In the News

Dollar slumps as U.S. Treasury yields soften, but bitcoin eyes $50,000

NEW YORK, February 9 (Reuters) - The dollar fell to a one-week low on Tuesday, as a slide in U.S. Treasury yields raised doubts about the outlook for the greenback against the backdrop of a looming U.S. fiscal stimulus package.

 

But Bitcoin soared to a new record high, on its way toward another key milestone: $50,000. It has surged more than 1,000% since March 2020 at the beginning of pandemic and analysts said forecasts of bitcoin hitting $100,000 this year doesn’t seem far-fetched after all.

Market participants pushed up the dollar recently as Democrats moved to fast-track President Joe Biden’s $1.9 trillion COVID-19 relief package. But some analysts say massive fiscal spending and continued ultra-easy Federal Reserve monetary policy will ultimately prove to be a dollar headwind.

“Investors may be registering concerns that the fiscal stimulus will boost the U.S. current account deficit and we concur that structural imbalances remain a weakness in the longer run outlook for the U.S. dollar, especially amid reduced U.S. growth and yield differentials,” said Shaun Osborne, chief foreign exchange strategist, at Scotiabank in Toronto.

U.S. benchmark 10-year U.S. Treasury yields rose to near March 2020 highs on Monday as investors bet on a broader reflationary theme in the financial markets. But it slipped back to 1.14%, down 5 basis points from Monday’s session.

The dollar index was 0.4% lower at 90.58, after earlier hitting a one-week low.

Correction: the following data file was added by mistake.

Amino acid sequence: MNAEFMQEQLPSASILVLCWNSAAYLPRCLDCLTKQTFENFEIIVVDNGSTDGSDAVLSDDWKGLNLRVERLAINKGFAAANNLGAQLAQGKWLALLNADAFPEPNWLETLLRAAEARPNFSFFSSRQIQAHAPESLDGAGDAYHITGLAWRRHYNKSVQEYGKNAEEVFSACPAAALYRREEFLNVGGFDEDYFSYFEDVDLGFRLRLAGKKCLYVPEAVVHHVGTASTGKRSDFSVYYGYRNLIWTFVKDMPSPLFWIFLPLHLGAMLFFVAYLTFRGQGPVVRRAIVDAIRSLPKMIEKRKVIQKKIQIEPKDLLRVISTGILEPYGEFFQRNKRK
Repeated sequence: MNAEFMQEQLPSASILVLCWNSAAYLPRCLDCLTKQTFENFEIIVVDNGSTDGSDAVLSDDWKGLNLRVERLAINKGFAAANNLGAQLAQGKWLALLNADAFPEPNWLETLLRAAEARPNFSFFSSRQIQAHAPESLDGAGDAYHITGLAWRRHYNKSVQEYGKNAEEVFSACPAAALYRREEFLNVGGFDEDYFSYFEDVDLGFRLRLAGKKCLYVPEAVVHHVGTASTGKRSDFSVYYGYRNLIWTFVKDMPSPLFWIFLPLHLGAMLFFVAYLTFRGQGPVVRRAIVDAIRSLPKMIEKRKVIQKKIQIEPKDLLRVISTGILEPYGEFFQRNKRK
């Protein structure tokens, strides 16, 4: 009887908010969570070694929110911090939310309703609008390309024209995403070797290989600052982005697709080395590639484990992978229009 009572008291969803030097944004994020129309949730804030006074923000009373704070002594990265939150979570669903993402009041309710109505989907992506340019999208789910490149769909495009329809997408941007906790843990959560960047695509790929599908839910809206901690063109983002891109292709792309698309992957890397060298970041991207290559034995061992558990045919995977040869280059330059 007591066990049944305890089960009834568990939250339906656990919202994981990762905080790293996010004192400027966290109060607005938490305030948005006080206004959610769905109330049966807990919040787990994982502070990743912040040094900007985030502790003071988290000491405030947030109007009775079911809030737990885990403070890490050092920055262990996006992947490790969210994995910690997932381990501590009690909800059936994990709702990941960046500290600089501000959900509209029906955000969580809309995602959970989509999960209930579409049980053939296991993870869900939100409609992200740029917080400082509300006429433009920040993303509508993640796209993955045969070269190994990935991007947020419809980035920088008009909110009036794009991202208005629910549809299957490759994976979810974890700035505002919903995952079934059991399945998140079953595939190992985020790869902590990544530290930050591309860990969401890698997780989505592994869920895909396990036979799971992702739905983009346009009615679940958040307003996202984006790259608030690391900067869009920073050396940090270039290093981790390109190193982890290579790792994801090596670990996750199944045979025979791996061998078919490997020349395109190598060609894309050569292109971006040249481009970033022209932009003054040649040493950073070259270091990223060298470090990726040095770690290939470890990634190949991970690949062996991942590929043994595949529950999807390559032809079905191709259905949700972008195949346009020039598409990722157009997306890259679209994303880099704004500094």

Disappointing U.S. jobs data on Friday knocked the wind out of a two-week run that had lifted the dollar to a more than two-month high of 91.60.

Osborne said dollar losses at this point were a little premature, “especially as positioning indicators suggest that active traders continue to reduce what remains a fairly significant U.S. dollar short exposure.”

Tuesday raised familiar doubts among investors, with some traders saying fresh fiscal stimulus along with record-low U.S. interest rates will weigh on the currency in the coming months.

“The reflation trade that boosted equities and caused the 30-year yield breach 2% has changed to worries that a quick spike in inflation would be detrimental to risk and also the dollar,” said John Doyle, vice president of dealing and trading, at Tempus Inc. in Washington.

BLISTERING BITCOIN

The biggest beneficiary of the weakening dollar was cryptocurrencies with bitcoin rocketing above $48,000, building on a nearly 20% surge overnight after Tesla Inc announced a $1.5 billion investment in the digital asset.

The yen was another major beneficiary, with the Japanese unit rising 0.6% against the U.S. dollar to 104.69 yen.

The yen has become increasingly correlated with outright yields rather than an indicator of broad risk sentiment. A 90-day rolling correlation between yen and U.S. yields has strengthened considerably since the final quarter of 2020.

Elsewhere, the euro rose 0.4% to $1.2096 on Tuesday, up from a two-month low of $1.1952 touched Friday.

The British pound revisited its highs since May 2018. It last traded up 0.4% at $1.3787.

Reporting by Gertrude Chavez-Dreyfuss; Additional reporting by Saikat Chatterjee in London; Editing by Edmund Blair
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